The Anglo Saxons launched a raid into Northumbria, laying waste to the countryside and destroying the minster at Ropin dedicated to St Wilfrid. The Archbishop of York, Wulfstan, met with Eadred and swore loyalty to him, no doubt frightened by the ferocity of the advance.
Eric harried the English army as it retreated southwards and inflicted heavy losses, but this wasn’t enough. The people of Northumbria, seeing at first-hand what Eadred could do, rejected Eric and sued for peace. His reign of less than a year was over.
Eric’s removal cleared the way for Eadred’s cousin Amlaíb Cuarán, the Irish king of Dublin, to return as king of Northumbria. It is not clear whether this was opportunistic or part of Eadred’s plan, but the Anglo-Saxon king did not intervene.
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However, Eric was far from defeated and built up a force of “northmen” who invaded Northumbria again. Eric won back his kingdom, either with a victory on the battlefield or by exploiting the political situation, in 952. Once again the Bloodaxe ruled from York.
This rule too was to be short-lived.
The Death of Erik Bloodaxe
Much is written about the death of Eric Bloodaxe, but almost all of it comes from the traditional sagas and is therefore of questionable authenticity. Several stories about his death in 954, two years after he won back his kingdom, appear in different texts.
The sagas talk of his death in a grand battle, one of five kings of England who died on that day. Other records tell of his death in Spain, leading an expedition to win another kingdom, although this may be a mistranslation.
The true end of Eric, according to English sources, may have been more prosaic. Betrayed on the bleak moors of Stainmore by a chieftain called Osulf who would later rule Northumbria, he was apparently slain by a man named Maccus, deposed and in frustrated exile.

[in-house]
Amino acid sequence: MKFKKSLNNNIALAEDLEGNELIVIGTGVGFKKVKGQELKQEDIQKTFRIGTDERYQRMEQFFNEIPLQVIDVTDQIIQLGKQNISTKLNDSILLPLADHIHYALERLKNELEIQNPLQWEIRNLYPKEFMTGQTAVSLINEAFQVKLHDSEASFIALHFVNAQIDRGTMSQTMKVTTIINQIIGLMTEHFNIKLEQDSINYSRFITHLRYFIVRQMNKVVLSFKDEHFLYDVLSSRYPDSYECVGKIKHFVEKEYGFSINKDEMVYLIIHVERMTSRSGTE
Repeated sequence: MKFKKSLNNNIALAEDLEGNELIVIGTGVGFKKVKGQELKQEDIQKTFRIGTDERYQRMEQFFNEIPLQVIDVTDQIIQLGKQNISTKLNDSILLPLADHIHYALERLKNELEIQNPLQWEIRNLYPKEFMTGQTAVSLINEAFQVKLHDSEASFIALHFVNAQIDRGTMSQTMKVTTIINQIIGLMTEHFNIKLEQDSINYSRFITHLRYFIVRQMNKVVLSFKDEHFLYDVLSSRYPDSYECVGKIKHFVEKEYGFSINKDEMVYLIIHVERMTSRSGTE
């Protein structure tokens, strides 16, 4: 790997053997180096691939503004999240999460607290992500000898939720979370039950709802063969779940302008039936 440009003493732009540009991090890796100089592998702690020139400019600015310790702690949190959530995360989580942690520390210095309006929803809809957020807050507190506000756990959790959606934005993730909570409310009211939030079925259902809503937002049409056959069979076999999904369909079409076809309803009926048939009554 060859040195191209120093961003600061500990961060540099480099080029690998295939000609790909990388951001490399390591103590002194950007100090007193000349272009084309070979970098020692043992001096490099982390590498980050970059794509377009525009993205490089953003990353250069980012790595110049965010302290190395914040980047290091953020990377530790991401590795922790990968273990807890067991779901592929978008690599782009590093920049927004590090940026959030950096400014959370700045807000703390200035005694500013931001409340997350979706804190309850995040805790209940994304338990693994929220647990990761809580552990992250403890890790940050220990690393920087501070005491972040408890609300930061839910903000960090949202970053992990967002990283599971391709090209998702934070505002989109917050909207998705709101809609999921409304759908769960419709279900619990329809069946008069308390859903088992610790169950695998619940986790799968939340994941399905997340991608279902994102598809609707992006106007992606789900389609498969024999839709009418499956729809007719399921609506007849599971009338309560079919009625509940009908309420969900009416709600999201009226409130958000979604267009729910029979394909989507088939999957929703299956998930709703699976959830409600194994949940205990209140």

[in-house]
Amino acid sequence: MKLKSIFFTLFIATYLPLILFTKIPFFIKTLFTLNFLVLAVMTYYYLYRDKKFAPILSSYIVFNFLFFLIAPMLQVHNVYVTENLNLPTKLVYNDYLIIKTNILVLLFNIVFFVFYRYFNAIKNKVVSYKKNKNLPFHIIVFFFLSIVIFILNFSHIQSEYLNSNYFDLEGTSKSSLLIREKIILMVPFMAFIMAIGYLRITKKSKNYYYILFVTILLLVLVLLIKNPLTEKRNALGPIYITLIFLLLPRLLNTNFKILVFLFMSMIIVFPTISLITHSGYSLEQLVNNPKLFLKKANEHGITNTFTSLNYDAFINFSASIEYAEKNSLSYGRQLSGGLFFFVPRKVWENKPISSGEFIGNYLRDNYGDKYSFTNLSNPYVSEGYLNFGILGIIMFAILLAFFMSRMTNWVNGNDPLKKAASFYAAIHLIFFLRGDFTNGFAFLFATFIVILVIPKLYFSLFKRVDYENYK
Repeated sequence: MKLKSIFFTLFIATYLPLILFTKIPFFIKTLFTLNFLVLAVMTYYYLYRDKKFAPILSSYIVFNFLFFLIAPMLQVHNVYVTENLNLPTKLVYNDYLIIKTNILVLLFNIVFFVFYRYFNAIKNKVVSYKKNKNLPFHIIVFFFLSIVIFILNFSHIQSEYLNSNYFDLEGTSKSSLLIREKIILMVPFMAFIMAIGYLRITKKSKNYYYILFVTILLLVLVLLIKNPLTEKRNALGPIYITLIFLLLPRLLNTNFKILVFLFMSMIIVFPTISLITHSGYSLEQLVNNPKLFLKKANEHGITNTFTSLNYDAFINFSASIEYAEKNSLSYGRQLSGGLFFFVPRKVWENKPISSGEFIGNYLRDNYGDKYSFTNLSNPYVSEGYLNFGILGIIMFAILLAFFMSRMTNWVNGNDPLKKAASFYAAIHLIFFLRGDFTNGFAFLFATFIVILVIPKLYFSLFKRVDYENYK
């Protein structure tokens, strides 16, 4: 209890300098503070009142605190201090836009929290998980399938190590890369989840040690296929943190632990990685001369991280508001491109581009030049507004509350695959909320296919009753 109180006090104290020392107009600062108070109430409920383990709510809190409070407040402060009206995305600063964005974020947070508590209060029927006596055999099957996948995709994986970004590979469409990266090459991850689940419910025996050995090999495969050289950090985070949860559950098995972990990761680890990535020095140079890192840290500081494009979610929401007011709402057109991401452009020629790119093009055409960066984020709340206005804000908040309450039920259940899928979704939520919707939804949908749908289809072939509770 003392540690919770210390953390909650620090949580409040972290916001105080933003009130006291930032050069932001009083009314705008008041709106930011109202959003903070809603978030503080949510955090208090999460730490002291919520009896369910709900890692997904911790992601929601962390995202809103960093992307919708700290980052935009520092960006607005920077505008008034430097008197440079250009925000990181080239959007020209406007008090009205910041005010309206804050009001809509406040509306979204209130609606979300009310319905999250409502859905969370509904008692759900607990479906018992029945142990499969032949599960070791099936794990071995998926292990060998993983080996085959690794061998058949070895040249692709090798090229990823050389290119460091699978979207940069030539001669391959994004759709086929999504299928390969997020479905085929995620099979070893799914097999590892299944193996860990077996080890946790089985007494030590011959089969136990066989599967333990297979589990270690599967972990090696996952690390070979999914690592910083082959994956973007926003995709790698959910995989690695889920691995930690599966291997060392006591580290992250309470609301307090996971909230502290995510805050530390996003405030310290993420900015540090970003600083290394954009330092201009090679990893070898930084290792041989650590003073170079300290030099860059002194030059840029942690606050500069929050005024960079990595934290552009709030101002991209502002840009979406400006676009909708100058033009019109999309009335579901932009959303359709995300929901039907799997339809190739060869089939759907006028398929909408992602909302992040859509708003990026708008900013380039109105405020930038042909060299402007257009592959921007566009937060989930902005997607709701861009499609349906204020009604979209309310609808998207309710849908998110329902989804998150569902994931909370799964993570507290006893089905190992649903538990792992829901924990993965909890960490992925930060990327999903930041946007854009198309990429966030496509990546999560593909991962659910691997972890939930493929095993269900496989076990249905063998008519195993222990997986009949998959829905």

According to legend, Erik Bloodaxe was buried at Rey Cross in Stainmore. But no evidence of a burial has been found at the site and the cross itself may just be a marker stone, making this attribution also only a legend.
A Real Man
Therefore, the burial site of Erik Bloodaxe is currently a mystery. But history records him as a real man and the burial ground might be somewhere out there still, on the Stainmore moors.
Modern archaeology is certainly sure that he is real. On the 3rd February 2009 archaeologists found 31 coins minted at York and inscribed with his name. Alongside the inscription was a sword symbol, a tribute to his warlike nature.
Two different styles of coins were found and it was first thought that these two types of coins represent two different reigns of Erik Bloodaxe. However this has not been confirmed, and the only current evidence for the two reigns of Eric Bloodaxe comes from ancient sources.
So, who was this man who twice conquered a kingdom in the British Isles? Was he the same eric who ruled another kingdom, in Norway, before being defeated by his brother?
If you consider the sagas to have no basis in reality, as ephemeral as tales of King Arthur, then all we know of Eric Bloodaxe is of his brief, bloody rule in Northumbria. But if we accept the sagas as based on fact, then we start to see a clearer picture of this violent and bellicose man.
Eric Bloodaxe would therefore be a warrior who fought his way to two kingdoms before being betrayed and killed. A great man in history, well worthy of the Viking Center on York that bears his name, and his depiction, today.
Top Image: A King of Norway and a King in England? Source: Warpedgalerie / Adobe Stock.
by Bipin Dimri